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What does stress do to the body?

A stress response is a result of disrupted homeostasis (the body’s self-regulation) caused by a

physical or psychological stimuli. This can be either a real or perceived threat, the brain and body do not differentiate. Physical stimuli can be from physical pain, heat, cold or trauma. Psychological stimuli can include fear and anxiety such as running late for work or being stuck in traffic. This results in behavioural changes that constitute a stress response. It is a complex, adaptive response in the body involving multiple systems including the nervous, endocrine and immune.

Woman looking stressed from burnout
Stress and burnout

“Fight or flight” response

Commonly, we refer to the stress response as ‘fight or flight’. This is a fast response which results in an increased secretion of noradrenaline and adrenaline (neurotransmitters/hormones that transmit nerve signals), which help decide if it's necessary to escape or attack. The rush of these hormones lead to an increased sympathetic nervous system response. Including contraction (tightening) of smooth and cardiac muscles that can allow a person to react to a strenuous activity more than normal. Physiologically you may notice an increase in blood pressure, tightening of blood vessels, increased heart rate and cardiac output, sodium retention, increased glucose levels, oxygen consumption and heat production. In addition, behavioural changes such as increased alertness, cognition, focused attention and enhanced arousal may be experienced.


The Hypothalamic-Pituitary-Axis (HPA)

The HPA axis is involved in a slower response to stress stimuli, resulting in the release of corticotropin-releasing hormone (CRH) within the hypothalamus (control centre in the brain). After binding to receptors and proteins within the body, adrenocorticotropic hormone is released into the bloodstream which triggers the secretion of glucocorticoid hormones such as cortisol, from the adrenal cortex.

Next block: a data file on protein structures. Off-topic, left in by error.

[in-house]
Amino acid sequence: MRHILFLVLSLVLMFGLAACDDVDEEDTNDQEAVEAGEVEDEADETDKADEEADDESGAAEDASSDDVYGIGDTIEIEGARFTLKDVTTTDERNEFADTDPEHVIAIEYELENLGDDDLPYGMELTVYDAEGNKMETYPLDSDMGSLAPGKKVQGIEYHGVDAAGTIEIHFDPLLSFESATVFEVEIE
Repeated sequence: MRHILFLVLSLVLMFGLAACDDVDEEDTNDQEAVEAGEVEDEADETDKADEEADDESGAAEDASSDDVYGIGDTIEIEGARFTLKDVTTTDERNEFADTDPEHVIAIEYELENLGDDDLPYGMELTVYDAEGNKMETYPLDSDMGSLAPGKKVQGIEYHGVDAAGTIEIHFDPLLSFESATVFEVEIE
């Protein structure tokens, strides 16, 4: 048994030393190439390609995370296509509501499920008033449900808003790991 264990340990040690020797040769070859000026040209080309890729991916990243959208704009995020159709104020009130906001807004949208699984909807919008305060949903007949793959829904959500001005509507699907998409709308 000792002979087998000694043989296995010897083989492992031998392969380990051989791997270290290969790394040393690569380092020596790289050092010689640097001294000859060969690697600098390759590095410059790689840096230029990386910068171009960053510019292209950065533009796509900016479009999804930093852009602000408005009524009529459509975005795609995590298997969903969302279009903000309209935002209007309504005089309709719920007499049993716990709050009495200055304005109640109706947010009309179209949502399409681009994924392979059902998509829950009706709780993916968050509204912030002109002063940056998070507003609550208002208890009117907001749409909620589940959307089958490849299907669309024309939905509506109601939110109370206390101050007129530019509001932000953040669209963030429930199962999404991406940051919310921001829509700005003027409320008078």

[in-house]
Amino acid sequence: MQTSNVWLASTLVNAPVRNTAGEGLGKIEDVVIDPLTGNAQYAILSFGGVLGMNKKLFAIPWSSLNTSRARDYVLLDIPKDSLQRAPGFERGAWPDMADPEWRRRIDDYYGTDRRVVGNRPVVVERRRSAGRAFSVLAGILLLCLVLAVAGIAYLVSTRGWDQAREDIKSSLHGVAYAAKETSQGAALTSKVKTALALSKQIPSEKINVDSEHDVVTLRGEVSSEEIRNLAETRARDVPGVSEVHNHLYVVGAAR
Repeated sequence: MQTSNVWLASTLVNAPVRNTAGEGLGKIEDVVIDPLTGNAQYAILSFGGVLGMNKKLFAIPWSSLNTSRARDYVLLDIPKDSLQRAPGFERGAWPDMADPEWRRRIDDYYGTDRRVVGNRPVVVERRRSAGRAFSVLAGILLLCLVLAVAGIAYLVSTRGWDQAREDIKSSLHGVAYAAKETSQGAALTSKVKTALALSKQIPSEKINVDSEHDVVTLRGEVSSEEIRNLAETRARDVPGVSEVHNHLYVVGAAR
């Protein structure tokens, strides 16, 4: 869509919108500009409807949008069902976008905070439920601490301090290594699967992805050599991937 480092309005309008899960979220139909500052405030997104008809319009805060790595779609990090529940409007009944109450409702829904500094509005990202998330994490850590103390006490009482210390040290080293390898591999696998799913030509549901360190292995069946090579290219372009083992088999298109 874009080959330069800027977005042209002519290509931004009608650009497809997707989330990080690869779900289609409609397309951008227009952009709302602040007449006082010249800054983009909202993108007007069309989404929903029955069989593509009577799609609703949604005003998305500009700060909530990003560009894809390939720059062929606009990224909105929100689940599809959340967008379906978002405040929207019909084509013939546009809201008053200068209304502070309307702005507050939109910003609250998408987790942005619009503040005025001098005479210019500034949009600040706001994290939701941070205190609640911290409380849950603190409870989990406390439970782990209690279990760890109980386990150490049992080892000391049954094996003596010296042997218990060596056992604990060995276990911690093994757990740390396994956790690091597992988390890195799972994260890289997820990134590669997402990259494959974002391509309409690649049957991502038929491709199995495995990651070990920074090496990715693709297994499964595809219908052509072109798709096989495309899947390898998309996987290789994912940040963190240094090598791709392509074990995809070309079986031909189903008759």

Stress and the body

Stress can affect all systems within the body such as an acute stress which constricts airway, leading to shortness of breath and increased food movement in the bowel which may reduce absorption of nutrients. The sympathetic nervous system activates the adrenal glands, whereas the parasympathetic nervous system assists with recovery of the body after the stressor is gone. You may also notice increased tension in the muscles leading to tension headaches or cramping. Reproductively, long-term exposure to stress can reduce sexual desire, sperm production and maturation, pregnancy and affect menstruation.


Long-term stress

Chronic stress over a long-period of time can lead to a dysregulated response to stress, contributing to a continued secretion of stress hormones. The immune system can become weakened leading to increased susceptibility to sickness. A reduction in sleep quality and quantity is often experienced due to elevated cortisol levels. The cardiovascular system becomes dysregulated leading to increased risk of coronary artery disease, stroke and hypertension (high blood pressure). Mental health starts to suffer leading to poor concentration, irritability and frustration, and eventually fatigue, burnout, anxiety, depression and reduced tolerance to stress. Sound familiar?


What should I do?

Stress is a normal physiological response that can be helpful when we need to overcome challenges and increase short-stints of productivity, as long as we return back to homeostasis and the stress stimulus is removed and not prolonged. If you have been exposed to a chronic episode of stress and resulted in some unwanted symptoms, it is best to seek professional help from a practitioner. Of course, starting with the basics such as removing the stress (if possible), finding ways to ‘de-stress’ and recover from a stressful event such as mindfulness, meditation or gentle exercise to help return to homeostasis. Adequate nutrition and water intake is essential for our recovery from stress, which can deplete certain nutrients and exacerbate the side effects of prolonged stress. Nutrients such as Vitamin Bs, Vitamin C, Magnesium and zinc are just to name a few. Don’t forget about improving your time asleep and re-establishing a regular night time routine for sleep.


If you’re feeling the effects of long-term stress; tired, overwhelmed/burnout, mood changes and reduced tolerance to stress. Book a consultation to organise a personalised treatment plan to help you get back on track.



Reference list

  1. Chu, B., Marwaha, K., Sanvictores, T., & Ayers, D. (2022). Physiology, stress reaction. StatPearls [Internet]. https://www.ncbi.nlm.nih.gov/books/NBK541120/

  2. National Health and Medical Research Council. (2022). Nutrient Reference Values for Australia and New Zealand. https://www.eatforhealth.gov.au/nutrient-reference-values/nutrients

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